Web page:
Use and disposal of creosote-treated wood

Creosote or pitch oil is a coal tar distillation product that is an efficient and toxic wood preservation chemical. Creosote is used for industrial impregnation of items such as railway sleepers and telegraph poles. Creosote-treated wood is dark brown and has a characteristic odour. Creosote consists of hundreds of organic compounds, most of which are detrimental to the environment or health.

The use of timber treated with creosote is restricted. The following applies to creosote-treated timber:

  • it is only intended for professional and industrial use
  • it may not be supplied to consumers
  • it may only be used in overhead wire structures (telegraph poles and other utility poles) in permanent ground contact, railway sleepers and bridges or other similar load-bearing exterior structures.

Reclaimed creosote-treated wood is classified as hazardous waste, so it must be brought to a waste treatment site for separate collection. Burning it in household fires is prohibited.

Use of creosote-treated wood is prohibited:

  • indoors
  • in toys
  • in playgrounds
  • in parks, gardens or other outdoor recreational areas where skin can repeatedly be exposed to creosote-treated wood
  • in garden furniture
  • in structures that are in contact with food plants or animal feed or in packaging materials.

 Harmful effects of creosote:

  • can cause skin, eye and respiratory irritation
  • may cause allergic skin reactions
  • may have carcinogenic or mutagenic effects
  • is not absorbed permanently in wood but dissolves and evaporates into the environment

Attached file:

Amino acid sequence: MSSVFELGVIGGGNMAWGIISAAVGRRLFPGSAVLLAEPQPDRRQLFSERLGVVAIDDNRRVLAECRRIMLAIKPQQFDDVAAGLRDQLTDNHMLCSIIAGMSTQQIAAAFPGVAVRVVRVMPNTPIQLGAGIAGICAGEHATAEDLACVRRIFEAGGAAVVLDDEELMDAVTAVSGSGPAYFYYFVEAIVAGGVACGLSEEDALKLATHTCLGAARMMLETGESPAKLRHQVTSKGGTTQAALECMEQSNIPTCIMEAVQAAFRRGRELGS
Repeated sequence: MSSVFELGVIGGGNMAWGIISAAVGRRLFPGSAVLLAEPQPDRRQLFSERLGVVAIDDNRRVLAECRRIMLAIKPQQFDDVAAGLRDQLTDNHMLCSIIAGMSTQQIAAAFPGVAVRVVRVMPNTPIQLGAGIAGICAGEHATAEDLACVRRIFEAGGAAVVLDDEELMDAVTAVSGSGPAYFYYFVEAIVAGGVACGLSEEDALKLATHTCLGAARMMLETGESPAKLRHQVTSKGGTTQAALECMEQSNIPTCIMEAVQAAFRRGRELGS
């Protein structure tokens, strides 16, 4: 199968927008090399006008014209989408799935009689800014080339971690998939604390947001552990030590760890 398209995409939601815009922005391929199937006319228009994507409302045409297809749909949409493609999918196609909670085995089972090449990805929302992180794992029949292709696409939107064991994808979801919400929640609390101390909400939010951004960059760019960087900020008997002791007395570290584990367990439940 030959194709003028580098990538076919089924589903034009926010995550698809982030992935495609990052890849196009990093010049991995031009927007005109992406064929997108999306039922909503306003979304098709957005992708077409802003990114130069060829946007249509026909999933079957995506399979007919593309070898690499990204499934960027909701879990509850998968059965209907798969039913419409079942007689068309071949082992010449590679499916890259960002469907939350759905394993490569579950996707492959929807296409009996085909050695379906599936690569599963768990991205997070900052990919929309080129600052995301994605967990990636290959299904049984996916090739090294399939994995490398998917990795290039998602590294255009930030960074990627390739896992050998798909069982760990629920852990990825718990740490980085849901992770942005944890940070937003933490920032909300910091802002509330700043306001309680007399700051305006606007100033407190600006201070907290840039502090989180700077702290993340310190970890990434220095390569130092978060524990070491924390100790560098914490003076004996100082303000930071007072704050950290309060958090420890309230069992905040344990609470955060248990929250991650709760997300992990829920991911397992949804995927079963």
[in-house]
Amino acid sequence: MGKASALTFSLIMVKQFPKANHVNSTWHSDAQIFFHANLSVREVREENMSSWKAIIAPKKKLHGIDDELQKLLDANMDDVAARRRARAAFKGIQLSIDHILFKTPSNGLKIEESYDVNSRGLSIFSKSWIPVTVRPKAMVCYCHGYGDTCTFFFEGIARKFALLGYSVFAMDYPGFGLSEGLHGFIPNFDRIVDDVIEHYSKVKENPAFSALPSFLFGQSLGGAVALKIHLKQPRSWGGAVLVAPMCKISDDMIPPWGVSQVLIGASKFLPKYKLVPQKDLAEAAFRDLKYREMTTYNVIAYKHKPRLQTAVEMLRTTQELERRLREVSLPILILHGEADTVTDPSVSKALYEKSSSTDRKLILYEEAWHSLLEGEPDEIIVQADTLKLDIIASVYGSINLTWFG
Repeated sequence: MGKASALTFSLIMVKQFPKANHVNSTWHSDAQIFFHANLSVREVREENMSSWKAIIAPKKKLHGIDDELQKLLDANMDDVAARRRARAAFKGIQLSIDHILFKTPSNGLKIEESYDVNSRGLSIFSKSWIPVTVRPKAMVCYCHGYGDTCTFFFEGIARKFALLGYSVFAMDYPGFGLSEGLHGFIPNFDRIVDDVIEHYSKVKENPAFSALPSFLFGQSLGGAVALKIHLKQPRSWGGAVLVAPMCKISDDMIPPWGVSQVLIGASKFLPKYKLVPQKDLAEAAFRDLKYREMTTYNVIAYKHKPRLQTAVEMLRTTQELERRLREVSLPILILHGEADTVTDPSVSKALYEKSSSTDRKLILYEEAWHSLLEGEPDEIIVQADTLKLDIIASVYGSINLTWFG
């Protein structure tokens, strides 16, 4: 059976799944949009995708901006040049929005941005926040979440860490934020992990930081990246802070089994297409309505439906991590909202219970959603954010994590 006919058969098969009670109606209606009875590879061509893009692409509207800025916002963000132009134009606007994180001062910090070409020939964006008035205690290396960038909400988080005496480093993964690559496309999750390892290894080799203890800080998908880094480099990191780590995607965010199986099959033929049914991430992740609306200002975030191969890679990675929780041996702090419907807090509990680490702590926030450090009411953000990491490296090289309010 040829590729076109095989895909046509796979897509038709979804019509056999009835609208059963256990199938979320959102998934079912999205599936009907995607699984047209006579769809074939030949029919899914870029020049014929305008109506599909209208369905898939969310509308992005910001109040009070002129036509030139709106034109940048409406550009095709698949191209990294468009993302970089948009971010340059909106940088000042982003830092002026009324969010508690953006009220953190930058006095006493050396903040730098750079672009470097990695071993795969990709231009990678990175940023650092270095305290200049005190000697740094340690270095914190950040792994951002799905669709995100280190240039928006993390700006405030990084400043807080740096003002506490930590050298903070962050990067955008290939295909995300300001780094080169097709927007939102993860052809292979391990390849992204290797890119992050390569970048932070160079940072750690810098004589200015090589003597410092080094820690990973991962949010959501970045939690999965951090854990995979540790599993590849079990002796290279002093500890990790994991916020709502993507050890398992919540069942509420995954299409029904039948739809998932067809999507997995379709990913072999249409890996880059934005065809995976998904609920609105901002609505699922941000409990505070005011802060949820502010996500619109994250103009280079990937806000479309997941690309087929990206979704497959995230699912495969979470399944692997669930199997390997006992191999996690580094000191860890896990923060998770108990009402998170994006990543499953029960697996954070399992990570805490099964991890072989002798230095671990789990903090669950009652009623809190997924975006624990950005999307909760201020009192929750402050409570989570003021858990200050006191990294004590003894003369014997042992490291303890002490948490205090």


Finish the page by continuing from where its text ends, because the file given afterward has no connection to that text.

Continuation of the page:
• the characteristic odour remains in creosote-treated wood throughout its usable life
  • the components of creosote may contaminate groundwater and be detrimental to soil and aquatic organisms. Therefore, timber impregnated with creosote should not be used or stored near wells or in groundwater areas.

Typically, the use of creosote-treated wood is monitored by the municipal environmental protection authority. The areas of responsibility for the authorities supervising compliance with the chemicals legislation are presented on the chemicals surveillance webpage. (linkki oikealle sivulle)


REACH Regulation (EC) No 1907/2006 Annex XVII

The Government’s (annulled) Decision 1405/1995, according to which the supply of creosote-impregnated timber to consumers, as well as its use indoors, in contact with food plants or animal feed and in playgrounds and other outdoor recreational areas where repeated skin contact exposure is possible, has been banned since 20 June 1996

The Government’s (annulled) Decision 8/2003, according to which use in garden furniture and toys has been prohibited since 30 June 2003